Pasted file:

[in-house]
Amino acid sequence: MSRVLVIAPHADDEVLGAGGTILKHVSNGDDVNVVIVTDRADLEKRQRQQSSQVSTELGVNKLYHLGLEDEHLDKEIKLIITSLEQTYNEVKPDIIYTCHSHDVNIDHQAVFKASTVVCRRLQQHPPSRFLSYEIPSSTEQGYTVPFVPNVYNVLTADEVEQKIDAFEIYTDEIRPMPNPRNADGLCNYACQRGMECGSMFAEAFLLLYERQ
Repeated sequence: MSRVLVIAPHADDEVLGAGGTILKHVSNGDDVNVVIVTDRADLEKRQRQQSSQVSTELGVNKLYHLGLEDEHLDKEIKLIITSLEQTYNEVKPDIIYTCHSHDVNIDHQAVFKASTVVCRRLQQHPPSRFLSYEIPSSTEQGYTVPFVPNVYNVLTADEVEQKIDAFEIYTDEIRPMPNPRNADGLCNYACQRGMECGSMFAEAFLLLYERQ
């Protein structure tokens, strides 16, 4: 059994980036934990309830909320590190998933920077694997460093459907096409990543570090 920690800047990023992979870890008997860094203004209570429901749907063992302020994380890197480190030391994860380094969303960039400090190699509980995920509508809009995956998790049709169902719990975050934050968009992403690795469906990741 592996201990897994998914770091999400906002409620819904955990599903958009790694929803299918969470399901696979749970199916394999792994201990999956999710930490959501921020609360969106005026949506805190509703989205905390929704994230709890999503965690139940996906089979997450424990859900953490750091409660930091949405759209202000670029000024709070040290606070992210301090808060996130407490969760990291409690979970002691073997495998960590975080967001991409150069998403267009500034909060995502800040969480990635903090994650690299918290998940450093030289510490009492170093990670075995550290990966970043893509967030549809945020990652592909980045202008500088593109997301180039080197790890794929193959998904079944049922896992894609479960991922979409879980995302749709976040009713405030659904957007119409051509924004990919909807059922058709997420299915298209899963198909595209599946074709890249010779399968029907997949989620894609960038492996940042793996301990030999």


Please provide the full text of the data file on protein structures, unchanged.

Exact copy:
[in-house]
Amino acid sequence: MSRVLVIAPHADDEVLGAGGTILKHVSNGDDVNVVIVTDRADLEKRQRQQSSQVSTELGVNKLYHLGLEDEHLDKEIKLIITSLEQTYNEVKPDIIYTCHSHDVNIDHQAVFKASTVVCRRLQQHPPSRFLSYEIPSSTEQGYTVPFVPNVYNVLTADEVEQKIDAFEIYTDEIRPMPNPRNADGLCNYACQRGMECGSMFAEAFLLLYERQ
Repeated sequence: MSRVLVIAPHADDEVLGAGGTILKHVSNGDDVNVVIVTDRADLEKRQRQQSSQVSTELGVNKLYHLGLEDEHLDKEIKLIITSLEQTYNEVKPDIIYTCHSHDVNIDHQAVFKASTVVCRRLQQHPPSRFLSYEIPSSTEQGYTVPFVPNVYNVLTADEVEQKIDAFEIYTDEIRPMPNPRNADGLCNYACQRGMECGSMFAEAFLLLYERQ
């Protein structure tokens, strides 16, 4: 059994980036934990309830909320590190998933920077694997460093459907096409990543570090 920690800047990023992979870890008997860094203004209570429901749907063992302020994380890197480190030391994860380094969303960039400090190699509980995920509508809009995956998790049709169902719990975050934050968009992403690795469906990741 592996201990897994998914770091999400906002409620819904955990599903958009790694929803299918969470399901696979749970199916394999792994201990999956999710930490959501921020609360969106005026949506805190509703989205905390929704994230709890999503965690139940996906089979997450424990859900953490750091409660930091949405759209202000670029000024709070040290606070992210301090808060996130407490969760990291409690979970002691073997495998960590975080967001991409150069998403267009500034909060995502800040969480990635903090994650690299918290998940450093030289510490009492170093990670075995550290990966970043893509967030549809945020990652592909980045202008500088593109997301180039080197790890794929193959998904079944049922896992894609479960991922979409879980995302749709976040009713405030659904957007119409051509924004990919909807059922058709997420299915298209899963198909595209599946074709890249010779399968029907997949989620894609960038492996940042793996301990030999």